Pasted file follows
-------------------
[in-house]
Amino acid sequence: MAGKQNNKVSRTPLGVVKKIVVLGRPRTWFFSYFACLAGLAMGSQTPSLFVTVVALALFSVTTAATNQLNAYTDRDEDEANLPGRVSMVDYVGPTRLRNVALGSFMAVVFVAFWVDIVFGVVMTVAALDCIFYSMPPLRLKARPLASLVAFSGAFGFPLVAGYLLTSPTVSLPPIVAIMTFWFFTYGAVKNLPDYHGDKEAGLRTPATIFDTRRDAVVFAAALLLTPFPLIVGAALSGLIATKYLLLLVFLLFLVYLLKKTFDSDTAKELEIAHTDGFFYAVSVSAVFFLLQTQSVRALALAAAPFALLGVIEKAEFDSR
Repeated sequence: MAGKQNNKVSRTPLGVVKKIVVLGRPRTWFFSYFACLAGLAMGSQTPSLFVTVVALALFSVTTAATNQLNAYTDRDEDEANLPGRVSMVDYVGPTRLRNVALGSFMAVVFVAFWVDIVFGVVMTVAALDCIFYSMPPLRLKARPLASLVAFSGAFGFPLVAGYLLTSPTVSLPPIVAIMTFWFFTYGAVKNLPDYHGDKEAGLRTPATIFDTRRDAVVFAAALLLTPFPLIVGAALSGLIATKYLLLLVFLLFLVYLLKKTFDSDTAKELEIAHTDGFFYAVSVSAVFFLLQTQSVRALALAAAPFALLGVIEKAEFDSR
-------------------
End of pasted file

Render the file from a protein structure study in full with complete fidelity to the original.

[in-house]
Amino acid sequence: MAGKQNNKVSRTPLGVVKKIVVLGRPRTWFFSYFACLAGLAMGSQTPSLFVTVVALALFSVTTAATNQLNAYTDRDEDEANLPGRVSMVDYVGPTRLRNVALGSFMAVVFVAFWVDIVFGVVMTVAALDCIFYSMPPLRLKARPLASLVAFSGAFGFPLVAGYLLTSPTVSLPPIVAIMTFWFFTYGAVKNLPDYHGDKEAGLRTPATIFDTRRDAVVFAAALLLTPFPLIVGAALSGLIATKYLLLLVFLLFLVYLLKKTFDSDTAKELEIAHTDGFFYAVSVSAVFFLLQTQSVRALALAAAPFALLGVIEKAEFDSR
Repeated sequence: MAGKQNNKVSRTPLGVVKKIVVLGRPRTWFFSYFACLAGLAMGSQTPSLFVTVVALALFSVTTAATNQLNAYTDRDEDEANLPGRVSMVDYVGPTRLRNVALGSFMAVVFVAFWVDIVFGVVMTVAALDCIFYSMPPLRLKARPLASLVAFSGAFGFPLVAGYLLTSPTVSLPPIVAIMTFWFFTYGAVKNLPDYHGDKEAGLRTPATIFDTRRDAVVFAAALLLTPFPLIVGAALSGLIATKYLLLLVFLLFLVYLLKKTFDSDTAKELEIAHTDGFFYAVSVSAVFFLLQTQSVRALALAAAPFALLGVIEKAEFDSR